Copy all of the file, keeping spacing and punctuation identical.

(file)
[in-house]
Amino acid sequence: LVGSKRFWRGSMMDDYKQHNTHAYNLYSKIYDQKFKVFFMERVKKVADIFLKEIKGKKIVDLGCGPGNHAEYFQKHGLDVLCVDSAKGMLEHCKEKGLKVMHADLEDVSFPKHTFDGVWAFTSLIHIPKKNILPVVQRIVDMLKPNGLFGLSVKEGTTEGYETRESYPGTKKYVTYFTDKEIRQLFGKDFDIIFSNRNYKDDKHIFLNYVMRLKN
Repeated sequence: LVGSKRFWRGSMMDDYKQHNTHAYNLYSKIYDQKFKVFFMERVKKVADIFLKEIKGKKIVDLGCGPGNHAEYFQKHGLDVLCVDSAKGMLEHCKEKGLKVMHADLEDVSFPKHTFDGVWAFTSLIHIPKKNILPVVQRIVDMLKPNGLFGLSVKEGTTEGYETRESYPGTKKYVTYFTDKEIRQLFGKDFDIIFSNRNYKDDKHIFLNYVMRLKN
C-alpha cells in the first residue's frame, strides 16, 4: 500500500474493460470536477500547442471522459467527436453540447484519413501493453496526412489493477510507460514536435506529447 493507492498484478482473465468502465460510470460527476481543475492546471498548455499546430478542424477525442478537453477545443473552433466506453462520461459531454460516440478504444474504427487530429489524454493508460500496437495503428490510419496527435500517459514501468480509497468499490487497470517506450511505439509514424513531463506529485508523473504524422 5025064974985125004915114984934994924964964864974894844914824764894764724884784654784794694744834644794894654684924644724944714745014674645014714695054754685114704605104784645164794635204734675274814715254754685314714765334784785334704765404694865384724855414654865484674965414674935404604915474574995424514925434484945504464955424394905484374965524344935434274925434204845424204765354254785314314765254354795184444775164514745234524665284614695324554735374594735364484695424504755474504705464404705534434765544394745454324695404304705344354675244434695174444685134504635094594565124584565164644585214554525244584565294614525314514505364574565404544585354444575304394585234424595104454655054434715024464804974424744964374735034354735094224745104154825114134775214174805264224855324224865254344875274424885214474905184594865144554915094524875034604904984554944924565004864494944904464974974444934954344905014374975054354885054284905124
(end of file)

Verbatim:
[in-house]
Amino acid sequence: LVGSKRFWRGSMMDDYKQHNTHAYNLYSKIYDQKFKVFFMERVKKVADIFLKEIKGKKIVDLGCGPGNHAEYFQKHGLDVLCVDSAKGMLEHCKEKGLKVMHADLEDVSFPKHTFDGVWAFTSLIHIPKKNILPVVQRIVDMLKPNGLFGLSVKEGTTEGYETRESYPGTKKYVTYFTDKEIRQLFGKDFDIIFSNRNYKDDKHIFLNYVMRLKN
Repeated sequence: LVGSKRFWRGSMMDDYKQHNTHAYNLYSKIYDQKFKVFFMERVKKVADIFLKEIKGKKIVDLGCGPGNHAEYFQKHGLDVLCVDSAKGMLEHCKEKGLKVMHADLEDVSFPKHTFDGVWAFTSLIHIPKKNILPVVQRIVDMLKPNGLFGLSVKEGTTEGYETRESYPGTKKYVTYFTDKEIRQLFGKDFDIIFSNRNYKDDKHIFLNYVMRLKN
C-alpha cells in the first residue's frame, strides 16, 4: 500500500474493460470536477500547442471522459467527436453540447484519413501493453496526412489493477510507460514536435506529447 493507492498484478482473465468502465460510470460527476481543475492546471498548455499546430478542424477525442478537453477545443473552433466506453462520461459531454460516440478504444474504427487530429489524454493508460500496437495503428490510419496527435500517459514501468480509497468499490487497470517506450511505439509514424513531463506529485508523473504524422 5025064974985125004915114984934994924964964864974894844914824764894764724884784654784794694744834644794894654684924644724944714745014674645014714695054754685114704605104784645164794635204734675274814715254754685314714765334784785334704765404694865384724855414654865484674965414674935404604915474574995424514925434484945504464955424394905484374965524344935434274925434204845424204765354254785314314765254354795184444775164514745234524665284614695324554735374594735364484695424504755474504705464404705534434765544394745454324695404304705344354675244434695174444685134504635094594565124584565164644585214554525244584565294614525314514505364574565404544585354444575304394585234424595104454655054434715024464804974424744964374735034354735094224745104154825114134775214174805264224855324224865254344875274424885214474905184594865144554915094524875034604904984554944924565004864494944904464974974444934954344905014374975054354885054284905124